It's possible that if we start using resources within the biochemistry and simple physics of organisms' reaction with their environments - we might just begin to inter-relate better ourselves. With only a hundred years or so of deep understanding of our electro-ecology, we flail about in the face of natural phenomena!
Here is an excellent example of a pure research that leads inevitably to human improvement. When radar shocked the forces trying to overcome each other in wars, it was a marvellous invention. Since that time, we need more and more sophistication in our environmental relations. Cameras advance by the day, but war still plagues us with sea and land mines, IEDs and covert electronic.
Basically, people suffer for no reason, simply because we can't develop counter measures quickly. To help, animals such as bats and dolphins have been developing sonar far longer than we have. If their "equipment" doesn't adapt or work, they become extinct. That's a thought to keep in mind.
A dense "fog" confounds human sonar by scattering and stretching the beams when bubbles in the sea get in its way. The Atlantic bottlenose dolphin (Tursiops truncatus) is recorded making bubble-nets and is shown doing so below on Attenborough's "Blue Planet." When it echo-locates a target, Tursiops emits a short click sequence of high intensity sound. If they use a mathematical method of deciphering prey targets from a mass of bubbles, a detection algorithm could be BiaPSS.
This classifies bubble "clutter" from fish targets in a way that you would think dolphins would be unable to use. T.G.Leighton, G.H. Chua and P.R.White worked hard to use BiaPSS with sonar in the Institute of Sound and Vibration research at the University of Southampton. Today's paper in the Proceedings of the Royal Society A: Mathematical and Physical Sciences checked how dolphins are able to interpret their sonar echoes from target fish with interference from their own bubbles.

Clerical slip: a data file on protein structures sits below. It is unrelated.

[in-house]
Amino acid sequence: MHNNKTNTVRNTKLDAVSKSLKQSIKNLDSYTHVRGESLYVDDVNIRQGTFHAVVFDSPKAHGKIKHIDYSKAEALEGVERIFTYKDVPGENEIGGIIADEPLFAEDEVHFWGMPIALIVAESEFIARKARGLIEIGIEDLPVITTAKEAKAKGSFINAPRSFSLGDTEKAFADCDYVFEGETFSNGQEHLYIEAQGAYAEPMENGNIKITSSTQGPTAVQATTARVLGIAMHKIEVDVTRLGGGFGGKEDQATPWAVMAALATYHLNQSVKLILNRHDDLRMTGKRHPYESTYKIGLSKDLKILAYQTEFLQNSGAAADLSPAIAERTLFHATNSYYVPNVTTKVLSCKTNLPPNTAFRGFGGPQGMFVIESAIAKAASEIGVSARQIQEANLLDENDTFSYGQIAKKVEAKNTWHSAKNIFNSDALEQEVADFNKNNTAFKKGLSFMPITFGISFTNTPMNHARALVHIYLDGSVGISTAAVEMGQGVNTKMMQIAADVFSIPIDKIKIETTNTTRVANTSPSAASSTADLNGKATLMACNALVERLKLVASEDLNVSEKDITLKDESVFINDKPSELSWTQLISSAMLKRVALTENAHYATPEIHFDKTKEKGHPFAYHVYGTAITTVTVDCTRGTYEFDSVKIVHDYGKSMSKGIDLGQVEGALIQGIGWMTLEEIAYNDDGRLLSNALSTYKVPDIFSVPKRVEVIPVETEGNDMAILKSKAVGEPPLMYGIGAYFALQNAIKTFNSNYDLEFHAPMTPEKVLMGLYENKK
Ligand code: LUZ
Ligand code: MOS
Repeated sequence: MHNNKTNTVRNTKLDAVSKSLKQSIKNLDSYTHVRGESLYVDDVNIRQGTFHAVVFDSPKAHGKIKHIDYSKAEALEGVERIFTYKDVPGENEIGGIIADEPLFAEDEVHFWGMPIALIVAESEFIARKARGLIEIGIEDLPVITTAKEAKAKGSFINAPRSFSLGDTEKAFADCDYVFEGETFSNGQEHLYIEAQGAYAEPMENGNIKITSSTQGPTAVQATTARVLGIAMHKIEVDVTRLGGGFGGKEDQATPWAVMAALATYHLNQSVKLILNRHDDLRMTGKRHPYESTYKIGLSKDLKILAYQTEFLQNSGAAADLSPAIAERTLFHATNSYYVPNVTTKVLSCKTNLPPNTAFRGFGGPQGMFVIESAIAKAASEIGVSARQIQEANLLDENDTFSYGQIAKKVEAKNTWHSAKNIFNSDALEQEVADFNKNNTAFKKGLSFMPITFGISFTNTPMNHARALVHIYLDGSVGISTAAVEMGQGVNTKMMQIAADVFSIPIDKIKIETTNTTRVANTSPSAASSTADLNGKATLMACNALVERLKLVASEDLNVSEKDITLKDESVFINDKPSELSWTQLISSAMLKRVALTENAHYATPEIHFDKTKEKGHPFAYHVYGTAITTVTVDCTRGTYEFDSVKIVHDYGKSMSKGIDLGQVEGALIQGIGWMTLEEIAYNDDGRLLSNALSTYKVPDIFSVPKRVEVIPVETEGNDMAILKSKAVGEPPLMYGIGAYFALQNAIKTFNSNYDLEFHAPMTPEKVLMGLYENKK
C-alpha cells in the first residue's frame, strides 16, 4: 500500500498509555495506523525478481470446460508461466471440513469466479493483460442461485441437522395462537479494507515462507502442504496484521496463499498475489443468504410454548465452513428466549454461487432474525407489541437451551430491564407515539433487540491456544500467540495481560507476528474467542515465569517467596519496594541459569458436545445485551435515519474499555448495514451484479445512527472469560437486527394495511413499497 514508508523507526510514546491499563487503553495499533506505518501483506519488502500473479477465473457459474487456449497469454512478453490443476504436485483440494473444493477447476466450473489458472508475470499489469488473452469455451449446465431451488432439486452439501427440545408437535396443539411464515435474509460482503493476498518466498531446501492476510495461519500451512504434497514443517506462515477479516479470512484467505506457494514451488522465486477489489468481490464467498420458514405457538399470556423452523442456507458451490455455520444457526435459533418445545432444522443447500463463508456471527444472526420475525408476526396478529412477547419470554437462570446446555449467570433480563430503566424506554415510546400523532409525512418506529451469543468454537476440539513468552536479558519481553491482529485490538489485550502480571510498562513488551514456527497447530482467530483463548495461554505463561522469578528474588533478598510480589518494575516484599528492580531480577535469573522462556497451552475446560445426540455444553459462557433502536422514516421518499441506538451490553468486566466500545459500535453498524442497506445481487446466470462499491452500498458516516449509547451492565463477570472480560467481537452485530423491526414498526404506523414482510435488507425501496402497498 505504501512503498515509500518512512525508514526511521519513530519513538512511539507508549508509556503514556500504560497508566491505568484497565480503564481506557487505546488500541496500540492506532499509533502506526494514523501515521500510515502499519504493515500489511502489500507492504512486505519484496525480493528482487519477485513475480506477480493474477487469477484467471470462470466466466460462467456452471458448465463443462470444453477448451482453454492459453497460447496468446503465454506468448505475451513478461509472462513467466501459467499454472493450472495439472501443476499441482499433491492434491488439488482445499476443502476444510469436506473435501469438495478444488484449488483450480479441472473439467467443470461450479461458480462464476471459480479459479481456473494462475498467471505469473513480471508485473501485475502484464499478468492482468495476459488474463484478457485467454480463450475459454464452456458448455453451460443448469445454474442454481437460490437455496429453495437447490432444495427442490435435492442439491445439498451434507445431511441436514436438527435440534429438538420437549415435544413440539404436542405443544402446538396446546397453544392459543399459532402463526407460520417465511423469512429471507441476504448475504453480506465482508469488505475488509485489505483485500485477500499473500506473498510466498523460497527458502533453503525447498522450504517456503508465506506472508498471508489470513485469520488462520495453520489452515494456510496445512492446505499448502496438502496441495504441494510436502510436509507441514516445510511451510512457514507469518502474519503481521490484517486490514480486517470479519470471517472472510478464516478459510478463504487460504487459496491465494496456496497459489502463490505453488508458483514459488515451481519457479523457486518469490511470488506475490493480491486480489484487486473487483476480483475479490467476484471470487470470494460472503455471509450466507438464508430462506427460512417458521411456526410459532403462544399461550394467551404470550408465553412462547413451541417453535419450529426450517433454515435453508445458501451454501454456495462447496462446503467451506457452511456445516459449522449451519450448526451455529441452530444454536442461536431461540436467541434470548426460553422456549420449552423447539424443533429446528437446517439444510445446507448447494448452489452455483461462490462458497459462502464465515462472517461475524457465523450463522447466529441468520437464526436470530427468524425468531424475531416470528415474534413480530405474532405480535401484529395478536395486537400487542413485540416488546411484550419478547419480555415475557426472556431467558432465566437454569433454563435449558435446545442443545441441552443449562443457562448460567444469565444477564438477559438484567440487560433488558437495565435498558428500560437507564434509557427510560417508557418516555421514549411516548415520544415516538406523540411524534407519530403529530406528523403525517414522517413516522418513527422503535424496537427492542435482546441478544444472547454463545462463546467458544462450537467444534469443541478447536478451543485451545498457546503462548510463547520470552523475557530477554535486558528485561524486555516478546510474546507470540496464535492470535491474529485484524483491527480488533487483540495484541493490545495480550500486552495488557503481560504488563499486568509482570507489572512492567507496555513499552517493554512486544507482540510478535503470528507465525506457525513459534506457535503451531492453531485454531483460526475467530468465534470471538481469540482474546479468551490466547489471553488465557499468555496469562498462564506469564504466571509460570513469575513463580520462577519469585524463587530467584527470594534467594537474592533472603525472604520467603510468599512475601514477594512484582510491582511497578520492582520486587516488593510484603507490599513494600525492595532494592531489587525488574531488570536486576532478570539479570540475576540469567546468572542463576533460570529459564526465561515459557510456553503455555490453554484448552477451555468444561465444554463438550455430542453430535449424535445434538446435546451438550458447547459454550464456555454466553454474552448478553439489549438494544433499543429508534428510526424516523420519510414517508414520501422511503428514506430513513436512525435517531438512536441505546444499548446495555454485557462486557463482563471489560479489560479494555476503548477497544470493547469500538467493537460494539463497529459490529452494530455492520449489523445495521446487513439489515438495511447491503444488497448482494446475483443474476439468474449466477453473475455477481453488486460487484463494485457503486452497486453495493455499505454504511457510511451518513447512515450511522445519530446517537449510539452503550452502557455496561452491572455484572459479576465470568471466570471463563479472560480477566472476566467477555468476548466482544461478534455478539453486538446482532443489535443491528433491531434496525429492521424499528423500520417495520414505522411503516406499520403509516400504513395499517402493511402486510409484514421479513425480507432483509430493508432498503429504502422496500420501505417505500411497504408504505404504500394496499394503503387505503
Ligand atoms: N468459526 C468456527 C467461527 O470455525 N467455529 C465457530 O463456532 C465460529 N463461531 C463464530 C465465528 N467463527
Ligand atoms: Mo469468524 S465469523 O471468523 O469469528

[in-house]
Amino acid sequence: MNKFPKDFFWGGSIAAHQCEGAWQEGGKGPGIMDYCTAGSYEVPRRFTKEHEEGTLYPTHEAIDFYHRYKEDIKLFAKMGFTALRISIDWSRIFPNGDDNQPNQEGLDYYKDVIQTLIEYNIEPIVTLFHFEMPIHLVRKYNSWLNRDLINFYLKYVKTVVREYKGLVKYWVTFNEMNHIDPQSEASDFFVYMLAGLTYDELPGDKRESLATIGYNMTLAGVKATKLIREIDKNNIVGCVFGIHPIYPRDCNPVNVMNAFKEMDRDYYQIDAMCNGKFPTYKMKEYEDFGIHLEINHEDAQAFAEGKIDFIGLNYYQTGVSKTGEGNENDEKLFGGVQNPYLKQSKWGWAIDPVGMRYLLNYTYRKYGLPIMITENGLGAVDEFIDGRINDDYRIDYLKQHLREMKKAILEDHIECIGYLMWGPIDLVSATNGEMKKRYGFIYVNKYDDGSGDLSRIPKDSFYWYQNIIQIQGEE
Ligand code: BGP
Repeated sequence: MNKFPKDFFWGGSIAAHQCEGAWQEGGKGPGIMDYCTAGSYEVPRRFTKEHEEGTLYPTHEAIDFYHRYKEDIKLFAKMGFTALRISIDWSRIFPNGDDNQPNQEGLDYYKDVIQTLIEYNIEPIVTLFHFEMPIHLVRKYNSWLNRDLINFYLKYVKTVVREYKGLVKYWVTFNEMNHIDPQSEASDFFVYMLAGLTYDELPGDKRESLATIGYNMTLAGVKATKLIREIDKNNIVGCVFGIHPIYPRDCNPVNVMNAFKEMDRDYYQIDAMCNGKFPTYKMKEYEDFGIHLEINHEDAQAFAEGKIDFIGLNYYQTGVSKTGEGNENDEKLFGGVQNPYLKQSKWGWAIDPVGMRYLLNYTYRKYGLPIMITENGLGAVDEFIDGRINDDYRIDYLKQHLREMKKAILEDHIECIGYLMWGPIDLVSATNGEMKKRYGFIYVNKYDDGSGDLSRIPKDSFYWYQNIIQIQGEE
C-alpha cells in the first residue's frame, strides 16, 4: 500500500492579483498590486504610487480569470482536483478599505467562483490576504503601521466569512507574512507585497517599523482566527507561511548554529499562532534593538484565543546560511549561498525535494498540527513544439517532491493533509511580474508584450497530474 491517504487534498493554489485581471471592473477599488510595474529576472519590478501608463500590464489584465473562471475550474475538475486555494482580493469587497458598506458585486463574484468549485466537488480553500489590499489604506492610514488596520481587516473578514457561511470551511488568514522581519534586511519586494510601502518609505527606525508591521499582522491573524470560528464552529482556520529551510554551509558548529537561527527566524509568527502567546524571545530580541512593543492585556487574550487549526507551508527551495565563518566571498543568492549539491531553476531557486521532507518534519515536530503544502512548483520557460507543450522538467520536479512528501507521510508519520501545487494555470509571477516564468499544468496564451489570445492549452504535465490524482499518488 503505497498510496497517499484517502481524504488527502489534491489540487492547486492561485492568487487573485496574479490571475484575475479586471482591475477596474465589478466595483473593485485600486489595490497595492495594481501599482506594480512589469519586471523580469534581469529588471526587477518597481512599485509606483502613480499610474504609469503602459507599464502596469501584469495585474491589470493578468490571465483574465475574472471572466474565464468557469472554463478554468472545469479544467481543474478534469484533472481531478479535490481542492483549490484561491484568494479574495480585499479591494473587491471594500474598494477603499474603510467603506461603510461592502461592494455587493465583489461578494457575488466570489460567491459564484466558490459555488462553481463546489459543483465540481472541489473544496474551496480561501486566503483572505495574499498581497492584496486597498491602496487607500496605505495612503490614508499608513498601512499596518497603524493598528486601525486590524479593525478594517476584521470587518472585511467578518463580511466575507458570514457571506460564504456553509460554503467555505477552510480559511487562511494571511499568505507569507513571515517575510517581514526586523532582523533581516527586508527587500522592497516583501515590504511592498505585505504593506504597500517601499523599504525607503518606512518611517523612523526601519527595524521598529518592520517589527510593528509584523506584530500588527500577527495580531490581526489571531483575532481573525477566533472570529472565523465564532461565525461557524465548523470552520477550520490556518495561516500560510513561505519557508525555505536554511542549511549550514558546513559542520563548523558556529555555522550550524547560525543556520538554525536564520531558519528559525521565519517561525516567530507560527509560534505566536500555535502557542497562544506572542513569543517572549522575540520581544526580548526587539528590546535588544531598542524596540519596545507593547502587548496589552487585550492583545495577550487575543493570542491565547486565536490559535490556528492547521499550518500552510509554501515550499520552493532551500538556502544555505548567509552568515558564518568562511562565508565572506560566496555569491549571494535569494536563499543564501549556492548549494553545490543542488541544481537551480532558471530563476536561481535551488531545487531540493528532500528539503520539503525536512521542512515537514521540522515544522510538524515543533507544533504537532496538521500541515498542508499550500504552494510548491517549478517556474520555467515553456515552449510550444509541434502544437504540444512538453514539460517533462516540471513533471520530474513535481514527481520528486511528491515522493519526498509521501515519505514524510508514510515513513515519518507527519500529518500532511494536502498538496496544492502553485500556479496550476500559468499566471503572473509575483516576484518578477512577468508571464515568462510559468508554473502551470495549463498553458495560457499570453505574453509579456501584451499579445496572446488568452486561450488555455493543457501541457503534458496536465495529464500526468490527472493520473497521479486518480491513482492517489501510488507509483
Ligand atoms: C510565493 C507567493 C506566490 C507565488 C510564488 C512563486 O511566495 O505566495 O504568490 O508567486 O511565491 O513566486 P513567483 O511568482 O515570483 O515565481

The answer seemed to be the use of nonlinear mathematics, but dolphins aren't well-known for their applied maths..
"The Blue Planet" is credited with these images; Credit: © BBC
(a) Common dolphins herd sardines with bubble nets.
(b) A dolphin starts to release a cloud of bubbles from its blowhole. A moment later
(c) The dolphin swims on, leaving behind the expanding cloud. Other dolphins enter the frame.
(d) The sardines school within a wall of bubbles and are trapped.
Dolphins do change the amplitude of their clicks and the authors propose that if the two clicks are different, the animal would be able to detect the amplitude change in the echo and so discriminate simple clutter from a prey target. With a similar system to BiaPSS, they could also reduce false alarms.
A dolphin needs to be hunting successfully at all times and the false alarms regularly found on some human sonar would be detrimental to survival in the mammal. The main problem lies with the dolphin's upper frequency limit. At 150kHz, the dolphin can't access frequencies of twice the pulse frequency. Unless they use 75 kHz or less, this nonlinear mathematical use is impossible for them. We shall see what intriguing solution the dolphins invented as research catches up with their systems!
Credit: © University of Southampton/Proceedings of the Royal Society A
Above: Some of the team try and sort out the bubble-detection system of BiaPSS, as they leave harbour. Data acquisition was in the cabin of the RV Bill Conway. They used a Red Funnel Line vessel to create a wake of bubbles!
Discounting the need for further research into what dolphins actually do, Messrs. Leighton, Chua and White have provided us with a sound at the end of the tunnel. The future for detection of electronic devices suddenly looks much brighter because of the potential application of their valuable research.